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Gaza Exiles Living the High Life

As Israel considers a plan to deport the families of suicide and homicide bombers to the Gaza Strip, Fox News has discovered dozens of militants sent off two months ago are actually living the high life in their land of supposed exile.

The so-called "Bethlehem Boys," a group of 24 Palestinians exiled to Gaza for their involvement in the Church of the Nativity siege, have been given cushy apartments and salaries. And while they do live away from their families, their greatest hardship may be learning how to cook for themselves.

Their comfortable conditions and the sandy beaches and Mediterranean Sea that border Gaza certainly haven't made them regret their roles in the 40-day standoff with Israeli troops.

Eyad Adawi, a Bethlehem gunman, scoffed when asked if he had regrets. "Does the Israeli army regret the massacres they do?" he asked. "Do they regret killing children and old people?"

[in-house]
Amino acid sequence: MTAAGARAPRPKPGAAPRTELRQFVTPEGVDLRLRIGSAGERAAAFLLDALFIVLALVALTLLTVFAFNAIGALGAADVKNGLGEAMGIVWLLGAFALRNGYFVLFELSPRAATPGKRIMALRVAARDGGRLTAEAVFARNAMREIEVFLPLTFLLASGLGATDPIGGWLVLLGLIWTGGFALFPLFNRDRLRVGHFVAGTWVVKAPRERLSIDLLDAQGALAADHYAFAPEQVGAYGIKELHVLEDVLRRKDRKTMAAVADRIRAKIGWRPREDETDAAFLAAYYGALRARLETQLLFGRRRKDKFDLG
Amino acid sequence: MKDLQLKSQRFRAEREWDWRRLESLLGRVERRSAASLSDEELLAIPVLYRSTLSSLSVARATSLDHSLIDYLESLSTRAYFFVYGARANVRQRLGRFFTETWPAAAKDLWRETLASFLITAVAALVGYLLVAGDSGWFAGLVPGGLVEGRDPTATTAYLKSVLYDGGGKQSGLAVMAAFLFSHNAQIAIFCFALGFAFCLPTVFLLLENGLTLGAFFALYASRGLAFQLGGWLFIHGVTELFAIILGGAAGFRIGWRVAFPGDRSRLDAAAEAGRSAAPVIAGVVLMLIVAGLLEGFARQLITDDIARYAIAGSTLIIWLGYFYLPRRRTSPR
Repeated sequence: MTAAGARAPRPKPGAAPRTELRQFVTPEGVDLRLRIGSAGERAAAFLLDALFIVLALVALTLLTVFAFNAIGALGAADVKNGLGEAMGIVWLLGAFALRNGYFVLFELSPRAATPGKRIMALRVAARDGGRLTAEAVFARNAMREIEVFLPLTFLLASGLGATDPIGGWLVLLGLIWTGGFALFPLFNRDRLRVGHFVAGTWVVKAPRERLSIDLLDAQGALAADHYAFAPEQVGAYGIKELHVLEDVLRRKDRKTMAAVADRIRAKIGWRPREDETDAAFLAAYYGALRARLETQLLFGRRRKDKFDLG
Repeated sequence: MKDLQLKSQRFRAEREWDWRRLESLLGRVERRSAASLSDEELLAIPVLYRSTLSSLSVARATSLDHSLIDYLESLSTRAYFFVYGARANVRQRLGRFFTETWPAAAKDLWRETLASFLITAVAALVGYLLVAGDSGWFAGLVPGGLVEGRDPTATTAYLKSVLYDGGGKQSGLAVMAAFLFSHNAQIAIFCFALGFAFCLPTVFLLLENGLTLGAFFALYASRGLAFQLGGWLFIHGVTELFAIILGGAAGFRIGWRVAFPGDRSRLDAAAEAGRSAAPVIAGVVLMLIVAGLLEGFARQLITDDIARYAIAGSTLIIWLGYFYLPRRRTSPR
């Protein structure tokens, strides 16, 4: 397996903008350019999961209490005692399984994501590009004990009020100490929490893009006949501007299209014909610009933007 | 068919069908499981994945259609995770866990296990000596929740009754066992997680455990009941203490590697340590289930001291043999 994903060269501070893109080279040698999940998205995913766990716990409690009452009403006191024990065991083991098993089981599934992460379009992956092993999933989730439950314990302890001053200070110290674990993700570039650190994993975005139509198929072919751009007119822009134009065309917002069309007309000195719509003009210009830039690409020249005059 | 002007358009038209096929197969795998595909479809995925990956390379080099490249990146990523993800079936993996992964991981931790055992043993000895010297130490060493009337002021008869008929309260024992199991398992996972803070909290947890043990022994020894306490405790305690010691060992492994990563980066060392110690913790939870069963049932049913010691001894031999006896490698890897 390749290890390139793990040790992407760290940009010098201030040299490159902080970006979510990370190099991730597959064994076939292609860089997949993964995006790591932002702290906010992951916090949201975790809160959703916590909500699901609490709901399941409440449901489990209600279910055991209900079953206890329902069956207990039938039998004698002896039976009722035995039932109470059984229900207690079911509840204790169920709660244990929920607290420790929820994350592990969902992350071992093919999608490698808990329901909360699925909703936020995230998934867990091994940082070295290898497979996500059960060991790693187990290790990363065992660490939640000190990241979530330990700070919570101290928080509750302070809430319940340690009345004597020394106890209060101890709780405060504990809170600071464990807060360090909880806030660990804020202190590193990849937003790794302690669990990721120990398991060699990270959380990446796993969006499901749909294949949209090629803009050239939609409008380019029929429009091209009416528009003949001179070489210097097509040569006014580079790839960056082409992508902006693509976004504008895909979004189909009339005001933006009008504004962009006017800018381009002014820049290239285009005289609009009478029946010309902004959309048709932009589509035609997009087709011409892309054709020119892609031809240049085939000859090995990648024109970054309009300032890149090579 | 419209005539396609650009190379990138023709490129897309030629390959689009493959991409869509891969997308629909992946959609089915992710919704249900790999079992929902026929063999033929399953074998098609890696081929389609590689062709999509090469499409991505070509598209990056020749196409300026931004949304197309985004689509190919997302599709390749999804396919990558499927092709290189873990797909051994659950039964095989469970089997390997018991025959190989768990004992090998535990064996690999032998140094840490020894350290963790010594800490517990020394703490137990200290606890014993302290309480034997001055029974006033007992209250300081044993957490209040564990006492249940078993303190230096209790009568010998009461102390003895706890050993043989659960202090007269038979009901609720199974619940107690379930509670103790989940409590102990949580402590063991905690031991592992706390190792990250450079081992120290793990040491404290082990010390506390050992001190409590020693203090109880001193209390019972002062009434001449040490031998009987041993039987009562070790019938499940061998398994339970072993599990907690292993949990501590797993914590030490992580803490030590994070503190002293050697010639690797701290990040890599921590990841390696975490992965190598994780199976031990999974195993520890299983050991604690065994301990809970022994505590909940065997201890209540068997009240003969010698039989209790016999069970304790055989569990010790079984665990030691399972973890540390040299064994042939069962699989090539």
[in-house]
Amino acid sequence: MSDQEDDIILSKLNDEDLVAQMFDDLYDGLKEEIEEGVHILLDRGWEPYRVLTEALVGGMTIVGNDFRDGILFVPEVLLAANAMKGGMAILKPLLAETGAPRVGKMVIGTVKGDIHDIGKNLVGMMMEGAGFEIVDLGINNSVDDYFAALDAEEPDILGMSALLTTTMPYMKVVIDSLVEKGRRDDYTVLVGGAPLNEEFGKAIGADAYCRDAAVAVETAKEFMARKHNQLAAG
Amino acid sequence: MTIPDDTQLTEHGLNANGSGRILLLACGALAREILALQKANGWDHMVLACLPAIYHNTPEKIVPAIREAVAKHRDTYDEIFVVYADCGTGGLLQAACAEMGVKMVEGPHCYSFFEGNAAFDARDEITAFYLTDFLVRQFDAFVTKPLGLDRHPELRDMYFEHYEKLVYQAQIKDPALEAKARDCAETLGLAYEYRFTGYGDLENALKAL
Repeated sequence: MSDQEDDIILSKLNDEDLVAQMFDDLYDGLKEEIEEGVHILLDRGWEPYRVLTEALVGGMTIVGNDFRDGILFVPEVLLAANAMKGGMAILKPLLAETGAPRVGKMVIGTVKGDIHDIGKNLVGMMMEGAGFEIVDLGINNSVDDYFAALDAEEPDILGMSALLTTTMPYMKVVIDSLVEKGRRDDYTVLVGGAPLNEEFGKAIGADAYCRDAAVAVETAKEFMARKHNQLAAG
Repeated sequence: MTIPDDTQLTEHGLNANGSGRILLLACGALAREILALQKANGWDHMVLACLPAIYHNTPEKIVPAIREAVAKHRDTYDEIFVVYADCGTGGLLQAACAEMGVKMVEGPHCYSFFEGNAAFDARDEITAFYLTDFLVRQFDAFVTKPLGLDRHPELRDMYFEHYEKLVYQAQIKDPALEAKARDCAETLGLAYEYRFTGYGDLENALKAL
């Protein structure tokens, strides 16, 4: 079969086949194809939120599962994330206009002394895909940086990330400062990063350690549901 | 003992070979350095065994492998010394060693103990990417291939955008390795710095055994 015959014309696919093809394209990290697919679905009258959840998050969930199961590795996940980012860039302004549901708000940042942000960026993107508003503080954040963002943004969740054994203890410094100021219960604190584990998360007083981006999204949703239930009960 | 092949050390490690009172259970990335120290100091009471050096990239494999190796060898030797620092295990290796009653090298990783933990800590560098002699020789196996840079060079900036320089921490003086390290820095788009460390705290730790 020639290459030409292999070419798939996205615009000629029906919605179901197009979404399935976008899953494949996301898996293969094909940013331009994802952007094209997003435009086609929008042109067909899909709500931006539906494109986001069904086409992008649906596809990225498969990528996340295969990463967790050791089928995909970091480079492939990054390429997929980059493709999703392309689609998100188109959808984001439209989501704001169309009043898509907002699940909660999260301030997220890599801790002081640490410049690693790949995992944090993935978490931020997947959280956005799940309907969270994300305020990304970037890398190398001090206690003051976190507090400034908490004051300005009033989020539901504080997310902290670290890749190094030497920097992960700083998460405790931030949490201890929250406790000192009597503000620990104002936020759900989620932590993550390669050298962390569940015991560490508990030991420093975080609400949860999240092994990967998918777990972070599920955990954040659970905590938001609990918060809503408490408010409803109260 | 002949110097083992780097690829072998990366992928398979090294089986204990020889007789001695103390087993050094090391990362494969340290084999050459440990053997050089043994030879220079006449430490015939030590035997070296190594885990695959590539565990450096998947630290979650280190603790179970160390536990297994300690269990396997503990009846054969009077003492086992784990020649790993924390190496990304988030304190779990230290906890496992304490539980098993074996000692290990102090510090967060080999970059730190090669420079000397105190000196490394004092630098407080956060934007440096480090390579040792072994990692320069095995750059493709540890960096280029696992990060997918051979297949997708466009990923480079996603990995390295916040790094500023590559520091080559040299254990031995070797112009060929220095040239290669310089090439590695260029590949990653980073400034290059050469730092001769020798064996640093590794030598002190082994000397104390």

Another gunman, Mazen Hussein, says he now volunteers with Palestinian leader Yasser Arafat's police force and is busy getting his Ph.D. in psychology. 

"Our strategy went according to the Palestinian leadership," Hussein said. "When our leaders said cease fire we stopped, but the Israelis never respected the cease-fire. At a certain point you have to resist. The strategy was to get back to negotiations."

Not surprisingly, the Bethlehem exiles say Israel's proposed plan to deport families of bombers won't stop the efforts. 

"Those families are innocent," insisted Hussein. "They don't know in advance if their sons make a bombing or kill a soldier. Those resisting Israel's occupation will continue, no matter what."

Every day these gunmen plan their return to the ranks of those fighting Israel. 

The Hamas group has vowed "unique" suicide attacks against Israel if expulsions of bomber relatives are carried out. But Israel sees expulsions as a way to undermine what it sees as one of the incentives for would-be bombers: benefits to their families. Hamas provides schooling and other benefits to its bombers' relatives, and the Iraqi government sends up to $25,000 to the families.

Israel's attorney general last week said relatives of West Bank homicide bombers could be expelled to the Gaza Strip if they encouraged or were linked to terror attacks. Palestinian officials and human rights groups opposed the idea and have sued to block any expulsions, saying such action would violate international law forbidding collective punishment and forced deportations.

Fox News' Amy C. Sims contributed to this report.